What is Visual Studio? Visual Studio is an integrated development environment, which is used to develop websites, applications and mobile apps. VSTS provides an environment that allows you to automate and simplify the management and deployment of Azure web applications. From Azure directly, you also have a choice to configure the test to run as manual or to use the Visual Studio Web Test, which also provides for multi-URL test authoring. Performance testing using VSTS also allows you to keep a test history, which will be very useful to you. If you don't have an existing account, an account will be created automatically, after setting up your performance test.

  • , you'll need to configure your Azure App Service from Visual Studio, which is what we have done here. You will see the reference below to the Azure App Service Deploy.
    Azure App Service
    Configuring Azure App Service
  • When you log into your Visual Studio account, you'll see recent projects, or you can create a one. For version control, Git is the default provided, and you should use this, unless there is a reason to use more centralized version control.
  • For Work item process, we're using Agile. Your other choices are Capability Maturity Model (CMM) or Scrum. These processes differ in the work item methods they provide for tracking the work. Scrum is the most lightweight, and CMM provides support for more formalized processes and change management. Agile is used when your team uses Agile methods (of which Scrum is one).
    Agile work item
    Choosing Agile for work item process

How to access VSTS directly from Azure

  • If you click on the VSTS URL account link, you will go right into the load testing options.
    testing options
    Selecting load testing options
  • Click on the three dots (…), and you can start your load testing. One of the options is Load Test; click on Load Test.
    load test
    Choosing the option for load test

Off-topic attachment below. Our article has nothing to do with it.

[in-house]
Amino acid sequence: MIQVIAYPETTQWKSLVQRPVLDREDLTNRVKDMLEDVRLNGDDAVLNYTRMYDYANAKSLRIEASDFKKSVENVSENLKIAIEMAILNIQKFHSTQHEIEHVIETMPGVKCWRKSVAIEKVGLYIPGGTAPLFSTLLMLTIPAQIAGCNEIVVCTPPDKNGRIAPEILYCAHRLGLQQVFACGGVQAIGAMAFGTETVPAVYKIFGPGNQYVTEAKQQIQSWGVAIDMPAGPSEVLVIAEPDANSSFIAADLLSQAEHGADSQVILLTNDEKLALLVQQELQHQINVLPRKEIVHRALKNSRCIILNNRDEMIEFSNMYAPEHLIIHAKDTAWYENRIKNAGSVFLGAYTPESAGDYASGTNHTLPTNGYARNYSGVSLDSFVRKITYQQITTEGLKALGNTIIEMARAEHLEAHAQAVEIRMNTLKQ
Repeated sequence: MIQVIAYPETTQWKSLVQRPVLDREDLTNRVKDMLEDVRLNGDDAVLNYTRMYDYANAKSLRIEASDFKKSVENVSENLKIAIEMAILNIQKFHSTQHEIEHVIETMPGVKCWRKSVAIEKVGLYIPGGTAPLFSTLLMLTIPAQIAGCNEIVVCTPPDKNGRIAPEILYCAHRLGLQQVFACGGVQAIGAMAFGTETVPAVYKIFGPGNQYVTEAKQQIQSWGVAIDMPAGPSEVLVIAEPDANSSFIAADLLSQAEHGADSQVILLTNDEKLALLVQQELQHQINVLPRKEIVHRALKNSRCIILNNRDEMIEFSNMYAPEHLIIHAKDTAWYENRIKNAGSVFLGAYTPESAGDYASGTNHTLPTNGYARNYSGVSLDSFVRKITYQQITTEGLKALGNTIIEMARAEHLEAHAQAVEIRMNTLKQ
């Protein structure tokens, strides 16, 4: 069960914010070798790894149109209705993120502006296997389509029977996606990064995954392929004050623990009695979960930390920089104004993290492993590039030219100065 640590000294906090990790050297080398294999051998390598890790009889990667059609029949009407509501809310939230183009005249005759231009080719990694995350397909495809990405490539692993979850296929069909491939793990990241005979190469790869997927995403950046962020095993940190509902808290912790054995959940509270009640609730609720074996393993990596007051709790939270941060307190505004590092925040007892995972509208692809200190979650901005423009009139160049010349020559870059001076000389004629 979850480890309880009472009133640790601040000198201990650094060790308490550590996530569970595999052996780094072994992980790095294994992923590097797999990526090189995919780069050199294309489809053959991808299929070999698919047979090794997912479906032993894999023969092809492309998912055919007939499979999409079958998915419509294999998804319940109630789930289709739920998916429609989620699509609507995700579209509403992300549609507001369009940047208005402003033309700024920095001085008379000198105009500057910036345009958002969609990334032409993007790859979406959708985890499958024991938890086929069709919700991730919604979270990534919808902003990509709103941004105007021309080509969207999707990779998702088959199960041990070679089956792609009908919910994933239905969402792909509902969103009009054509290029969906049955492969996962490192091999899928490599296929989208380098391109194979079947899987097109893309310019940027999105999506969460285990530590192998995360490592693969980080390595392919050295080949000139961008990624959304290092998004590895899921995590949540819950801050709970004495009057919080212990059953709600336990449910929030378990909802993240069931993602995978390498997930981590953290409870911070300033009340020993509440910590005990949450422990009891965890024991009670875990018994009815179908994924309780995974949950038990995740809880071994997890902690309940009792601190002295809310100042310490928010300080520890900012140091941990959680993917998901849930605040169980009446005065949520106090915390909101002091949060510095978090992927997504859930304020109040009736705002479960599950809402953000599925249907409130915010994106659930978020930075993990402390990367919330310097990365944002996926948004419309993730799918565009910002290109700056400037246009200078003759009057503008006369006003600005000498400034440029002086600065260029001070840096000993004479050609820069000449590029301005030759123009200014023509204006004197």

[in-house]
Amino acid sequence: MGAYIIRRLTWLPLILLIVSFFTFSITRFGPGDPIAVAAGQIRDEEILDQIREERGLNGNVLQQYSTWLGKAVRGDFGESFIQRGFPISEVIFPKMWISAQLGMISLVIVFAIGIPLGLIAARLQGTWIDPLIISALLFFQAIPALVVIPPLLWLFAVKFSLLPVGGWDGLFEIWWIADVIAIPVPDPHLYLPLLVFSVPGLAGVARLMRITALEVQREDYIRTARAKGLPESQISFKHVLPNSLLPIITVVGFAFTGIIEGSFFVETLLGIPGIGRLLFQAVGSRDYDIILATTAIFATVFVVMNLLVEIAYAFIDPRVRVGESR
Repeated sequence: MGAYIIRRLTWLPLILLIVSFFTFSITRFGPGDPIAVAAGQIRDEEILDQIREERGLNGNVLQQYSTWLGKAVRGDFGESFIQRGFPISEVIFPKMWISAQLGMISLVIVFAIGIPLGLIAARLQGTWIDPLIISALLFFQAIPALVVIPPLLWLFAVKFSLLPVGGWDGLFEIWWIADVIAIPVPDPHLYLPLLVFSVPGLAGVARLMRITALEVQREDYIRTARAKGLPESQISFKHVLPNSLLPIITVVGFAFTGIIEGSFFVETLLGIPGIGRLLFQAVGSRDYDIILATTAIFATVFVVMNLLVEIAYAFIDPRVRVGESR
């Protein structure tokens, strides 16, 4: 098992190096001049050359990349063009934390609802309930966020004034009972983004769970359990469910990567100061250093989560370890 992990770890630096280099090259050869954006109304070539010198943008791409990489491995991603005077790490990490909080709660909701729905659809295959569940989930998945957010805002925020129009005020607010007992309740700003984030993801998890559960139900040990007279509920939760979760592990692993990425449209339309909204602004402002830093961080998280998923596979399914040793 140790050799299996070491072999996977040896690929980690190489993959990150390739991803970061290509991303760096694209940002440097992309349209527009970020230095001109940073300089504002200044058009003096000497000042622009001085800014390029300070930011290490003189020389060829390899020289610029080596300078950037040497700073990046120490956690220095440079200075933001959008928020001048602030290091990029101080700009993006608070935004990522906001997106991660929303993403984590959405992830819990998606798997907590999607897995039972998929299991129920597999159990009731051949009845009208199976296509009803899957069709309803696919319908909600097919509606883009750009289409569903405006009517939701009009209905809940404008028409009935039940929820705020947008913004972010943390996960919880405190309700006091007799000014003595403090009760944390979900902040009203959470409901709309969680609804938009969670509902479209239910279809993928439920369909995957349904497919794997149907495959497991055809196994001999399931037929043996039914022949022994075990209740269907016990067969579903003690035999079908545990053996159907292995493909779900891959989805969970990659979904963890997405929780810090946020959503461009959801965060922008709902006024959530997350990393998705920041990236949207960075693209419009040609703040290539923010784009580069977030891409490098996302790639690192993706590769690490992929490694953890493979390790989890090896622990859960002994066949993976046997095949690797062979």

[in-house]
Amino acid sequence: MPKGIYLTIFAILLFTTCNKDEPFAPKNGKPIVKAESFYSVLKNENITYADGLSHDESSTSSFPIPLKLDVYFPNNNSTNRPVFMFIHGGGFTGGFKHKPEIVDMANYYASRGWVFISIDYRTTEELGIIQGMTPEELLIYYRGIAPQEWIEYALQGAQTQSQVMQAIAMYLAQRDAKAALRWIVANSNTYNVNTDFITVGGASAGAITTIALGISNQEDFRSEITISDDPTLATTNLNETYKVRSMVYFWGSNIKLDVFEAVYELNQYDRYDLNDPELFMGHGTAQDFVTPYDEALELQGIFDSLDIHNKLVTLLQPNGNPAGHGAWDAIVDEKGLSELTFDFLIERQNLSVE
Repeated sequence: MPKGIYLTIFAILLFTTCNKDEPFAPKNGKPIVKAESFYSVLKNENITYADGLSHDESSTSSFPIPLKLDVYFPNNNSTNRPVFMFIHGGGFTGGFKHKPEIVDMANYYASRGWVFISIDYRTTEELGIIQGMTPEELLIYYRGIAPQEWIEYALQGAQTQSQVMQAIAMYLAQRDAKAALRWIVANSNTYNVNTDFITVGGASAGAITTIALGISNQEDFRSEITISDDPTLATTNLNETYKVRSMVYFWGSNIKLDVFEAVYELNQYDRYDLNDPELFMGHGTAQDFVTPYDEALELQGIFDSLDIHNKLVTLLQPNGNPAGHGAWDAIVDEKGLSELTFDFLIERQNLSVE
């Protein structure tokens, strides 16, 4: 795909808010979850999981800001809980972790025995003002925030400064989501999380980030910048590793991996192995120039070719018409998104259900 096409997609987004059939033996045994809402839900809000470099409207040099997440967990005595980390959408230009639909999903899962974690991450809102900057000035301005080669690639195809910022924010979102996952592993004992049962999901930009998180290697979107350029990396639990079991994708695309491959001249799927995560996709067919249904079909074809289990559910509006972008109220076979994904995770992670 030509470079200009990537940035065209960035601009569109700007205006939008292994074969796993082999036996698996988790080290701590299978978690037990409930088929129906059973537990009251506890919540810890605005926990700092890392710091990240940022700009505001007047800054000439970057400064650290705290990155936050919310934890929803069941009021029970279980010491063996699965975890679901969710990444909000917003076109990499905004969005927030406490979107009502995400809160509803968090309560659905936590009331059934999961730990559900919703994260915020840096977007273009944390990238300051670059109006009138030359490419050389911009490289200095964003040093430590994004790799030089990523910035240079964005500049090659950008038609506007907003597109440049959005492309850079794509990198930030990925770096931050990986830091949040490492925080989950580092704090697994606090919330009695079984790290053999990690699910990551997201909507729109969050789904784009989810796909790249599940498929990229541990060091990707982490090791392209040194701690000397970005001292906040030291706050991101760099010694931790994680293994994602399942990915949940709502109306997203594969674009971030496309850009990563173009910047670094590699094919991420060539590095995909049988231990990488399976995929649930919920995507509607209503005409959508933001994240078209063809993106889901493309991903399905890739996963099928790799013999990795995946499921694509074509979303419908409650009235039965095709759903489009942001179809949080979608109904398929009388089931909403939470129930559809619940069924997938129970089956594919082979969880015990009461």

• You will go right into Visual Studio and see all the load tests that you have performed. Double-click on the history of this test, which had been previously run, to see the output.
    checking output
    Checking output of previously run test
  • This illustration provides a detailed summary of what is going on -- your average response time, user load, requests per second, number of failed requests, errors and usage. The users are simulated by test agents, which are computing resources (CPU, RAM and network).
    load test results
    A summary of load test results
  • This view provides a graphical representation of the test, providing information about overall performance and throughput.
    graphical view
    A graphical view of the test

There is no shortage of data when you conduct performance testing using VSTS or Azure, so choose whatever works best for you and your team. When you monitor your web applications, you should be looking at RAM and CPU as they relate to the amount of requests. It is only after you observe what is going on and then analyze your data that you can begin to think about mitigating problems by tuning your system. You can't fix your problem unless you understand if the problem is related to , CPU, inefficient application coding, database queries or perhaps network. This is why gathering data through performance load tests is critical to any performance-tuning exercise.